Monday, May 14, 2001

The following are excerpts from a sermon given yesterday by the Rev. Christopher A. Yim at Neelsville Presbyterian Church in Germantown, Md.:

The account of Jesus appearing to the disciples has both a comic and tragic quality. This dramatic moment is also terribly funny. Here comes Jesus, meeting the disciples right where they are, confused, disappointed, afraid.
They were talking about all of this after the Resurrection, and said to others, “He has risen indeed.” This was their committee meeting, just like we do in the Presbyterian Church. But then Jesus appears again and says, “Peace be with you,” and just the opposite happens. They are startled and terrified, like a scene from the Keystone Cops.
They announced His Resurrection, but when He appeared once more, they could not even believe their eyes. I heard a young child once tell the story of Moses crossing the Red Sea. To make it more believable, he said, “So the Israelites walked around the water and escaped.” When I asked why the change, he said, “So theyd believe it.”
It is hard to believe what God has really done. Jesus went to great lengths to overcome the disciples unbelief. He goes to those same great lengths with us. He began with, “Peace be with you,” declaring the wholeness of God. They dont respond, so He says, “Touch the wounds in my hands and my feet.” They had been with Jesus all these years, and now he has to prove Himself.
What would it take to make you believe? A miracle? A dose of hellfire and brimstone, or scientific proof, which to many people means absolute certainty? With a miracle, you might see one this year, but if you see more, or hear one too many warnings of hellfire, you grow numb. You disbelieve. Science investigates and measures the created order, but what about its certainty? When a tree falls and no one was there, did it really make a sound? We are talking about probability and reasonableness, not absolute certainty. Faith is something beyond all of this.
We can say it is reasonable to believe in the Resurrection based on the Gospel accounts, the reaction of the disciples, but even this we cannot prove with absolute certainty. Jesus takes all these steps to help the disciples overcome their disbelief. Finally, He eats a piece of fish. There is a progression in this passage. Jesus wants to make clear to them that the Resurrection has taken place. He wants to show that God is real, God is reliable, that prophecy is fulfilled.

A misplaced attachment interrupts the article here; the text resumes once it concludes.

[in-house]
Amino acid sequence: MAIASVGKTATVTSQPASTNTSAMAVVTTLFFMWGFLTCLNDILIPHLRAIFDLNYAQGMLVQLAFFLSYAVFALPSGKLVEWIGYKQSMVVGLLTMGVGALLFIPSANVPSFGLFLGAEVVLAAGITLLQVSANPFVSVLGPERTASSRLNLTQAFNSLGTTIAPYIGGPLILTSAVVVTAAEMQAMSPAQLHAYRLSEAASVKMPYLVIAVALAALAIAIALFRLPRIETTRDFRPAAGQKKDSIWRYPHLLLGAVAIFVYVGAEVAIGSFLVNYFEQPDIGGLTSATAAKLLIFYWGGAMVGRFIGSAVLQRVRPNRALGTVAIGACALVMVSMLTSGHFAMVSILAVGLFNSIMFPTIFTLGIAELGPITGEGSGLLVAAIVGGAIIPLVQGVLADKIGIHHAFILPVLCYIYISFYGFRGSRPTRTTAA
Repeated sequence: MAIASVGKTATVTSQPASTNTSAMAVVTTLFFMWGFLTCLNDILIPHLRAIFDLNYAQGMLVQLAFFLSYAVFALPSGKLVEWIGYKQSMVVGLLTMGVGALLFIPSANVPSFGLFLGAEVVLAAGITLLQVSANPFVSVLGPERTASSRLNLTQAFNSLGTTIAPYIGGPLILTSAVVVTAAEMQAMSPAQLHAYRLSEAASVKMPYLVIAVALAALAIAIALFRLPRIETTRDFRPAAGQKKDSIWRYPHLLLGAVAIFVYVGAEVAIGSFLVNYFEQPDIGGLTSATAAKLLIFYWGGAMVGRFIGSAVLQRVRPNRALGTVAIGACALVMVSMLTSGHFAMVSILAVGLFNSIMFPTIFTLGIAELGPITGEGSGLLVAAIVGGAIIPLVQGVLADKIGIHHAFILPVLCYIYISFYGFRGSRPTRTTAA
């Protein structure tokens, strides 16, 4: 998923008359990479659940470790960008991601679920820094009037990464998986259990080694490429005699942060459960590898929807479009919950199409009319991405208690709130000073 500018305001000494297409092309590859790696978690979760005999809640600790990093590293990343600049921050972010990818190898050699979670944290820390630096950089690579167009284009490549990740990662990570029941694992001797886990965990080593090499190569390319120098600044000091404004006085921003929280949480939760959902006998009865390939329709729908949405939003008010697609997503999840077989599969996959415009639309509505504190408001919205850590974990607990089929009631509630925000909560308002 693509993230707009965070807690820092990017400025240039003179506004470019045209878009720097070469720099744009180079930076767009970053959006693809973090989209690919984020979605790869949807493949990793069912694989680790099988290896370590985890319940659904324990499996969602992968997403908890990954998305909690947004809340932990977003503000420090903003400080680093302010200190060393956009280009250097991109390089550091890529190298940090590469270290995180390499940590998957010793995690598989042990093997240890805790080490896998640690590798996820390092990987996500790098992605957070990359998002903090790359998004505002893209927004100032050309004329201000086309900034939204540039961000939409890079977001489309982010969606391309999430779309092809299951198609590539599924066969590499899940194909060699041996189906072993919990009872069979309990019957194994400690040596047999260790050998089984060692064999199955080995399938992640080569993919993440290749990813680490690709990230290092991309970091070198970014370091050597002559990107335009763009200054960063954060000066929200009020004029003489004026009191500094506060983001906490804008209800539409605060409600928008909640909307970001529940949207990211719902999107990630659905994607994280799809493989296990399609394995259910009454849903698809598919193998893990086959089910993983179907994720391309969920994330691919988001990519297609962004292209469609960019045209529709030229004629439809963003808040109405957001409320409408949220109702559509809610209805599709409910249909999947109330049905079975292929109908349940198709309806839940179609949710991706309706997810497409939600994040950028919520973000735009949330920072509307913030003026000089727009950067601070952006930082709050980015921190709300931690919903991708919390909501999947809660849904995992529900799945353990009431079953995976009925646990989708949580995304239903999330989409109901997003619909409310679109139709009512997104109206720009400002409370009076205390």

We come to the question of: Why? Why would Jesus go to these faithless people and make this effort? If you follow the history of Gods call in the Bible, God consistently goes to people with major character flaws.
Abraham palmed off his wife twice as his sister, and so did Isaac. Jacob was a deceiver, Joseph a braggart, David had his problem with Bathsheba, and Solomon all his wives. Enormous flaws. Why does God choose people like that, and people like us? Simply this: It is Gods mission to be carried out, and Gods kingdom that He is building. We are not capable of that, but we may be Gods tools. If you have a wonderful house, you dont praise the hammer. You praise the carpenter.
What does Christ want, coming to us with our disbelief? Martin Luther said we are to be “little Christs,” ambassadors of the Lord. We are the tools of God. Our call is to follow Christ so others may believe. Take the letters in Christs name as your call: “C” is for a commission to raise up a next generation for Christ. “H” is for hope, especially in the Resurrection. “R” is to be resolute, but with the “i” of inspiration from the Holy Spirit and “s” of spiritual, so our firmness of belief comes in love, kindness and even merriment. Finally there is “t” for trust in God. Remember what faith is. It is the openness to the possibility that something is true, and the willingness to stake your life on that possibility.

Next week: a sermon at a Virginia congregation.

Copyright © 2021 The Washington Times, LLC. Click here for reprint permission.

Please read our comment policy before commenting.

Click to Read More and View Comments

Click to Hide